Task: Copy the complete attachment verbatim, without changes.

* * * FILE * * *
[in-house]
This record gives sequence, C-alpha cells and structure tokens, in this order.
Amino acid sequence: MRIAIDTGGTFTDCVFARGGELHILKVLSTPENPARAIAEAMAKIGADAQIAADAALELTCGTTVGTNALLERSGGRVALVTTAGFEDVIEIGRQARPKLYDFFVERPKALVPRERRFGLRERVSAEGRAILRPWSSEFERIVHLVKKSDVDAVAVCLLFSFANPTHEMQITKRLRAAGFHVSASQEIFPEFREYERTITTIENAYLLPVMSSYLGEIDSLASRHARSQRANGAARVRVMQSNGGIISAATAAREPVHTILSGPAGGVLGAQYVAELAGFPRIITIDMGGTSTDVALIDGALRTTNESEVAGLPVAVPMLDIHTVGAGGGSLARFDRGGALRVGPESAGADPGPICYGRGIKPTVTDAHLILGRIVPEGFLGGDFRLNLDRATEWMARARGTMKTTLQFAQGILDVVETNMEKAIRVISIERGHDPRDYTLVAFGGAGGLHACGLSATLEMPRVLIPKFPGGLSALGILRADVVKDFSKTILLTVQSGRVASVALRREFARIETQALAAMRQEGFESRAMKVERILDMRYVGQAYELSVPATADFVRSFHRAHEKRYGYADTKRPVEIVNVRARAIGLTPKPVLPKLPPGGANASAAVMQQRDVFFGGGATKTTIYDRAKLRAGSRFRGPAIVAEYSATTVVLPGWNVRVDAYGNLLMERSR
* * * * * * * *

[in-house]
This record gives sequence, C-alpha cells and structure tokens, in this order.
Amino acid sequence: MRIAIDTGGTFTDCVFARGGELHILKVLSTPENPARAIAEAMAKIGADAQIAADAALELTCGTTVGTNALLERSGGRVALVTTAGFEDVIEIGRQARPKLYDFFVERPKALVPRERRFGLRERVSAEGRAILRPWSSEFERIVHLVKKSDVDAVAVCLLFSFANPTHEMQITKRLRAAGFHVSASQEIFPEFREYERTITTIENAYLLPVMSSYLGEIDSLASRHARSQRANGAARVRVMQSNGGIISAATAAREPVHTILSGPAGGVLGAQYVAELAGFPRIITIDMGGTSTDVALIDGALRTTNESEVAGLPVAVPMLDIHTVGAGGGSLARFDRGGALRVGPESAGADPGPICYGRGIKPTVTDAHLILGRIVPEGFLGGDFRLNLDRATEWMARARGTMKTTLQFAQGILDVVETNMEKAIRVISIERGHDPRDYTLVAFGGAGGLHACGLSATLEMPRVLIPKFPGGLSALGILRADVVKDFSKTILLTVQSGRVASVALRREFARIETQALAAMRQEGFESRAMKVERILDMRYVGQAYELSVPATADFVRSFHRAHEKRYGYADTKRPVEIVNVRARAIGLTPKPVLPKLPPGGANASAAVMQQRDVFFGGGATKTTIYDRAKLRAGSRFRGPAIVAEYSATTVVLPGWNVRVDAYGNLLMERSR